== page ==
Up the Hackie, and Doon the Blackie
Were the lads frae Norries Pend, Never worked and dont intend
Were the lads fra the Tap o the Hull, Never worked and never wull
I always remember Saturdays as busy days in Dundee, full of
hustle and bustle as women shopped, men loitered mostly in front of pubs, and girls
and boys went out looking for lads and lasses. (I particularly got a thrill if I caught a
glimpse of Sophie, whom rumor identified as our local madam took me a while to
figure just exactly what her occupation was!).
I remember having
this little photograph taken, could have been about 8 or 9, while we were waiting for the
Number 3 bus to take us home. Cant remember the name of the street, but it was at
the bottom of the Caird Hall/City Square area and the woman and the boy behind me were
probably going into either the Post Office or the big pend there that had lots of little
cubby type shops there.
As little girls we were really enthusiastic scrap collectors
I wonder if girls still do that? You needed a few special items: a big book,
usually an old encyclopedia if you were a really good collector (which I was) and a mother
who was willing to spare her coppers (small change) for you to get scraps and was willing
to go all over town to the very best scrap shops.
Now, scraps to girls in Scotland was as big as collecting
baseball cards to little boys in America. Scraps were sheets of glossy pictures, cut on
the outline, held together by little tags of paper (kind of like paper doll clothes were
and thats another activity I spend a lot of time on), on larger sheets, about
letter size if I remember correctly. Scraps came in everything flowers, people,
animals, fish basically every animal, vegetable, or mineral you could think of.
Angels were very big especially the round fat, curly haired ones leaning on their
elbows and tall full sized ones.
These scraps were never pasted into anything. You simply
turned your big book that you saved them in the thickness and the size protected
the scraps from tearing and kept them flat and spent your time organizing your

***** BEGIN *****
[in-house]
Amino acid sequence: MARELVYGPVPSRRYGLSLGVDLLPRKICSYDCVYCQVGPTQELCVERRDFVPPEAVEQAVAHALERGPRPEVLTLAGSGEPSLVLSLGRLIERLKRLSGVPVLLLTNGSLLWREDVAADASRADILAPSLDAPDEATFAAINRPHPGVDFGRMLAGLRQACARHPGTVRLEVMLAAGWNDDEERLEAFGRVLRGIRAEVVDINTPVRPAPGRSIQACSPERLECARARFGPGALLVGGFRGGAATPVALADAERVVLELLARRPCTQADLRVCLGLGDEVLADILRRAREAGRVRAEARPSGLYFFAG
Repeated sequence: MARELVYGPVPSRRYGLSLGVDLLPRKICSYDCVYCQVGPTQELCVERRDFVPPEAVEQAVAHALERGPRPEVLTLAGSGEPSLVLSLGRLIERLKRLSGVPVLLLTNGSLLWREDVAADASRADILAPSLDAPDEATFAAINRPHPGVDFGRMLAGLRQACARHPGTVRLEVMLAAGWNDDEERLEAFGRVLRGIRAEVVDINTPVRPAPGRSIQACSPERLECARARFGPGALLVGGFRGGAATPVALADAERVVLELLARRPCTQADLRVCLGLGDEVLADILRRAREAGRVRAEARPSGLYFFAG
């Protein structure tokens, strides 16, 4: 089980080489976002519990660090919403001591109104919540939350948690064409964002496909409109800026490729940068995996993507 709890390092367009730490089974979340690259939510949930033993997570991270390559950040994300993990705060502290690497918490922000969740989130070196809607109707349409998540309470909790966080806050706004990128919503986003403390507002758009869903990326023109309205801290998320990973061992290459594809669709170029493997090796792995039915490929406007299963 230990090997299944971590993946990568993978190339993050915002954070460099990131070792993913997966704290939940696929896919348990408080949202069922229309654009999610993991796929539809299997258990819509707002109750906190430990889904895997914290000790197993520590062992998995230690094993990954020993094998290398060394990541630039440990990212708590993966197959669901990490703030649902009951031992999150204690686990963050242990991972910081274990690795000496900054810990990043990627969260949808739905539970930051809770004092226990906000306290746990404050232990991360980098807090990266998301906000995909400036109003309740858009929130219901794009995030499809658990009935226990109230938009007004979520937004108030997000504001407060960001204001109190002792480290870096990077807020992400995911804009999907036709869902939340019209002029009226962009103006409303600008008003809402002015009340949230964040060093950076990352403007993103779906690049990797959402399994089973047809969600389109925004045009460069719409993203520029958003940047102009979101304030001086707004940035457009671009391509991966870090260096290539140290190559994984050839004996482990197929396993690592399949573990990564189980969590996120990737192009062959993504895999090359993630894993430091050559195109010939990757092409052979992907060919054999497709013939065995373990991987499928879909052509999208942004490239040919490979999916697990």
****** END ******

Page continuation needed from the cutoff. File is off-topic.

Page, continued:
scraps and sitting in a corner with your girlfriends trading them, with as much
dedications as those boys do their baseball cards! Oh, I had a wonderful collection, and
the best scrap shops (apart from the newsagent at the Top of the Hill) were in the dark
recesses of that little pend under the City Square/Caird Hall complex!
The Saturday streets were crowded. Older folks were shopping
and people my age went out on the Overgate, the Wellgate, and the Nethergate
sometimes up as far as the West Port (yes, the West Port of the song, "Unhook
the West Port, and let us gae free, For its up wi the bonnets o Bonnie
Dundee!") looking for a pickup for dancing or going to the pictures that night. My
walk would be down the Hilltown, over to Woolys (Woolworths) and Markys
(Marks and Spencers) in the Murraygate on the few Saturdays I wasnt working. If
girls had dates, or hopes for dates, that night they would wash their hair at home, roll
it up, put on lovely clothes and makeup and cover their rollers with scarves, and off
wed go "up and doon and around the toon."
Now, you cant have busy streets on Saturdays without
street foods, can you? (Every section in this little book has its foods, remember, and
here comes this ones.) Popular street foods were fish and chips, of course, and
sweeties, or candy. But I never did acquire a taste for whelks little shell fish
like an English periwinkle that were harvested out on the sands at Broughty Ferry,
then, in little carts on the side of the road, boiled alive and sold with sewing pins in
little bags made of greased paper and newspaper. "Sewing pins?" youre
asking? Well, the art of eating a whelk involved winkling out that little worm looking
thing out of its tiny shell with your straight pin, and then eating it off the pin. Pretty
gross, even to this Dundonian.
I did like the buster stalls, and it was a rare treat
(meaning very enjoyable and not done too often) when my mother and I would have a buster,
or plate of peas and chips. This would usually be after a stroll up the Overgate to where
the "barra boys" were selling every household item and childs toy you
could think of from a barrow or off the back of a lorry. And these guys had "the
patter". I suppose they were the Scottish precursors to what is now American
TVs "Home Shopping Network" as they hawked their wares and tempted people